The NSERC CREATE to INSPIRE program—INSPIRE is short for Interdisciplinary Network for the Synchrotron: Promoting Innovation, Research, and Enrichment—will train students how to work with Canada’s only synchrotron at USask’s Canadian Light Source (CLS), while learning the essential interpersonal and professional skills to thrive in a fast-paced, high-tech, team environment.
“As a student who uses the synchrotron, you have access in these very short, intense experimental times—time is very precious,” said Dr. Ingrid Pickering, USask geological sciences researcher, INSPIRE program director and lead applicant. “You gain the skills of being able to plan well, to use your time wisely, to be able to work in teams, to be able to communicate well, and to be flexible in reacting to surprises. These are all skills which are preparing students for a whole variety of careers.”
The program involving a team of synchrotron scientists from USask and one from University of Regina, was one of only 13 projects across the country awarded a Collaborative Research and Training Experience (CREATE) grant.
“This substantial investment in training our students will attract top talent to USask and to Saskatchewan, and ensure the next generation of synchrotron scientists are ready to tackle tomorrow’s challenges,” said USask Vice-President Research Baljit Singh. “It’s evidence of USask, home to Canada’s national synchrotron facility called the Canadian Light Source, living up to our aspiration of being the university the world needs.”
Over six years, the program aims to provide 106 students with a combination of technical skills on working with a synchrotron, professional and personal development offered through USask’s Gwenna Moss Centre for Teaching and Learning, and mentorship.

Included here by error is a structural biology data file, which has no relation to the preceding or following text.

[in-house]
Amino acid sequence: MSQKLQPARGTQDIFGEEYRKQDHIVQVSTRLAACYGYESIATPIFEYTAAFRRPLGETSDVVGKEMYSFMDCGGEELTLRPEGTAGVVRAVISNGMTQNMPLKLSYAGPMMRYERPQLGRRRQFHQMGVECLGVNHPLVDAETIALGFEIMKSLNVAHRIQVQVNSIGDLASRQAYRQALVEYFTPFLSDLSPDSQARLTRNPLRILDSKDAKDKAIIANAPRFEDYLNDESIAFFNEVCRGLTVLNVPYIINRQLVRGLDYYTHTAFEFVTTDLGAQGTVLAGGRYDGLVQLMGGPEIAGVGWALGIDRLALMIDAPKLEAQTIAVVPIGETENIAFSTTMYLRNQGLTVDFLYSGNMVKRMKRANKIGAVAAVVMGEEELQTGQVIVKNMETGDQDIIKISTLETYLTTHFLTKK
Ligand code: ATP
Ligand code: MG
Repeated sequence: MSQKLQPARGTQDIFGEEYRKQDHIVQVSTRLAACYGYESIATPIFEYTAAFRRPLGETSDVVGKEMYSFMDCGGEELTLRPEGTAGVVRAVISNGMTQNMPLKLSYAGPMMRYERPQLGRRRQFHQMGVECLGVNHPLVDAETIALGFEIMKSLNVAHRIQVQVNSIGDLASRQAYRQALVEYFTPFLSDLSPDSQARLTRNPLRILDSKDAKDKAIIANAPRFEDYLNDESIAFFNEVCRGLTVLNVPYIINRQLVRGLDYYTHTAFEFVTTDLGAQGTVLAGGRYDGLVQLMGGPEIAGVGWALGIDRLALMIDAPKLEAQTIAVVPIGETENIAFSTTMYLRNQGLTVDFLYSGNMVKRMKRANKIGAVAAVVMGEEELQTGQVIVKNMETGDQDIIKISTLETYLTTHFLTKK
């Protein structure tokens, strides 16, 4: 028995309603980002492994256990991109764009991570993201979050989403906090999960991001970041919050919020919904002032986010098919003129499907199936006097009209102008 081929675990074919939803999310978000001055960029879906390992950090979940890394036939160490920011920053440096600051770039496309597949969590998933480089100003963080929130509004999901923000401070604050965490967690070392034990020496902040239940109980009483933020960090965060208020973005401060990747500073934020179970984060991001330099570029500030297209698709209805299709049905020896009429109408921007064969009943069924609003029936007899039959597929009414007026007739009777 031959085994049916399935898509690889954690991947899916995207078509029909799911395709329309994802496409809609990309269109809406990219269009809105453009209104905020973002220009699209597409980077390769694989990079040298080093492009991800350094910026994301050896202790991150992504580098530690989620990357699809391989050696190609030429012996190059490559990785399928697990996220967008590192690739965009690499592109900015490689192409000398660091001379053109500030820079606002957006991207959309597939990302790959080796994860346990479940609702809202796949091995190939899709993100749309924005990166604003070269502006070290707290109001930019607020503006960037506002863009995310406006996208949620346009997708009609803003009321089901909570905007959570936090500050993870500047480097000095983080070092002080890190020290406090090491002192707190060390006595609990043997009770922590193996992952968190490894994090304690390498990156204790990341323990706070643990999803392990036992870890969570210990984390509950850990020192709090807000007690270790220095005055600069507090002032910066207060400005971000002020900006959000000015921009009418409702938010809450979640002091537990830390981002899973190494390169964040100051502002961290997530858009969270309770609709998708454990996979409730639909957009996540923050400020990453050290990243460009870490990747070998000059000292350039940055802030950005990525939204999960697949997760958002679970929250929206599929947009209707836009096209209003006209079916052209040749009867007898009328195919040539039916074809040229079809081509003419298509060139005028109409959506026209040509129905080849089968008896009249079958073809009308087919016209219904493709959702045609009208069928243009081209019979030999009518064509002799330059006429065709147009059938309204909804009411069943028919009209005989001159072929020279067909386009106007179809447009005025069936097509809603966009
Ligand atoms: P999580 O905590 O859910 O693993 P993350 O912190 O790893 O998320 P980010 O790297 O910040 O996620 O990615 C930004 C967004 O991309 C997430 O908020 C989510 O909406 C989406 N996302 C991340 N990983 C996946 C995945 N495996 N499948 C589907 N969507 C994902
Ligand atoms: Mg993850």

The program builds upon an earlier USask-led synchrotron training program, focused on health-related research, and funded by the Canadian Institutes for Health Research, which had great success: more than 90 per cent of trainees who completed the program found work in related fields.
Although just launched today, the INSPIRE program already counts one success story: Linda Vogt, USask doctoral student supervised by Pickering, who helped draft the proposal, also served as a beta-tester for the professional development component.
“One of the things that I got out of this program overall was a lot more confidence in myself, that I can accomplish all kinds of things,” said Vogt, who has also served as a tour guide and floor co-ordinator at the CLS. “Even five or six years ago, I was the student that would be hiding in the back of the class and wouldn’t really talk.”
Using the skillset developed through the program led Vogt to pursue new challenges, including hosting and co-ordinating a mini-conference for fellow students.
“It’s more than just professional development,” said Vogt. “It’s really life and perspective development, as well.”
Who is a good candidate for the program? “Students with a bachelor’s degree and a lot of enthusiasm for learning synchrotron techniques and how they can be used in their fields,” said Vogt.
INSPIRE will also feature training in equity, diversity and inclusion, with the intention of preparing trainees to be flexible and inclusive leaders, with adaptability and cultural fluency to meet the unpredictability of employment landscapes.
The program is led by 10 researchers from USask, spanning six departments across four colleges, and one from the University of Regina. INSPIRE works closely with the Canadian Light Source and has connections with USask’s Vaccine and Infectious Disease Organization, the Sylvia Fedoruk Canadian Centre for Nuclear Innovation, and industry partners, including Saskatoon-based RMD Engineering.
“When you put all of these people—experts in their own areas, and students who are the future experts—together and get them talking, who knows what great ideas will come out of that?” said Pickering.
Further details on the project are available at: artsandscience.usask.ca/synchrotron-sciences
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